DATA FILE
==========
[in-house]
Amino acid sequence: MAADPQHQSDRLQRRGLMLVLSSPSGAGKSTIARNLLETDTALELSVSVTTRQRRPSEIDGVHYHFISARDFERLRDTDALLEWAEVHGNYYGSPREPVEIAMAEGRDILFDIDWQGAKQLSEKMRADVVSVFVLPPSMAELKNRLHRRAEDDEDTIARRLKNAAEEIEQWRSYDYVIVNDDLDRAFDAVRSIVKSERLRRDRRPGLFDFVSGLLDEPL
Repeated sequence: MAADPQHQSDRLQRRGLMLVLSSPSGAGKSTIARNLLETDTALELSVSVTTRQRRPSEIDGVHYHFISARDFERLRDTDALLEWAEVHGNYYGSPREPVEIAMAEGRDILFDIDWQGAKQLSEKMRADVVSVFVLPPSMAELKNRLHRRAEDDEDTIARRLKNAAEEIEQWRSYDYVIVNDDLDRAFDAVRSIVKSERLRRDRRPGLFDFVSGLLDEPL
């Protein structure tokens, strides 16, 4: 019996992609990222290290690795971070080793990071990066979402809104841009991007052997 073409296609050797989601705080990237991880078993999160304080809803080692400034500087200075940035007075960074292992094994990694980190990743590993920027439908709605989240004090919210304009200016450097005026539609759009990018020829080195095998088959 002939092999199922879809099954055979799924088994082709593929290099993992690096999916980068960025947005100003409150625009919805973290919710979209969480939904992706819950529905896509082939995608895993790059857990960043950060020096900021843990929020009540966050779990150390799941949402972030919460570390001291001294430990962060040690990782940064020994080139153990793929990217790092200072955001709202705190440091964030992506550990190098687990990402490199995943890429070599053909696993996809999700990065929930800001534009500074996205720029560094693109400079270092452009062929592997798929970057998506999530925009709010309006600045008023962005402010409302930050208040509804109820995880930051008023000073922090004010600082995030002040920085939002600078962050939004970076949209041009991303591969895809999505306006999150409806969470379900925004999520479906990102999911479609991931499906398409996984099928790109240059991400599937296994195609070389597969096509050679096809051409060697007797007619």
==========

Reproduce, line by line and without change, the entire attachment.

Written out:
[in-house]
Amino acid sequence: MAADPQHQSDRLQRRGLMLVLSSPSGAGKSTIARNLLETDTALELSVSVTTRQRRPSEIDGVHYHFISARDFERLRDTDALLEWAEVHGNYYGSPREPVEIAMAEGRDILFDIDWQGAKQLSEKMRADVVSVFVLPPSMAELKNRLHRRAEDDEDTIARRLKNAAEEIEQWRSYDYVIVNDDLDRAFDAVRSIVKSERLRRDRRPGLFDFVSGLLDEPL
Repeated sequence: MAADPQHQSDRLQRRGLMLVLSSPSGAGKSTIARNLLETDTALELSVSVTTRQRRPSEIDGVHYHFISARDFERLRDTDALLEWAEVHGNYYGSPREPVEIAMAEGRDILFDIDWQGAKQLSEKMRADVVSVFVLPPSMAELKNRLHRRAEDDEDTIARRLKNAAEEIEQWRSYDYVIVNDDLDRAFDAVRSIVKSERLRRDRRPGLFDFVSGLLDEPL
């Protein structure tokens, strides 16, 4: 019996992609990222290290690795971070080793990071990066979402809104841009991007052997 073409296609050797989601705080990237991880078993999160304080809803080692400034500087200075940035007075960074292992094994990694980190990743590993920027439908709605989240004090919210304009200016450097005026539609759009990018020829080195095998088959 002939092999199922879809099954055979799924088994082709593929290099993992690096999916980068960025947005100003409150625009919805973290919710979209969480939904992706819950529905896509082939995608895993790059857990960043950060020096900021843990929020009540966050779990150390799941949402972030919460570390001291001294430990962060040690990782940064020994080139153990793929990217790092200072955001709202705190440091964030992506550990190098687990990402490199995943890429070599053909696993996809999700990065929930800001534009500074996205720029560094693109400079270092452009062929592997798929970057998506999530925009709010309006600045008023962005402010409302930050208040509804109820995880930051008023000073922090004010600082995030002040920085939002600078962050939004970076949209041009991303591969895809999505306006999150409806969470379900925004999520479906990102999911479609991931499906398409996984099928790109240059991400599937296994195609070389597969096509050679096809051409060697007797007619």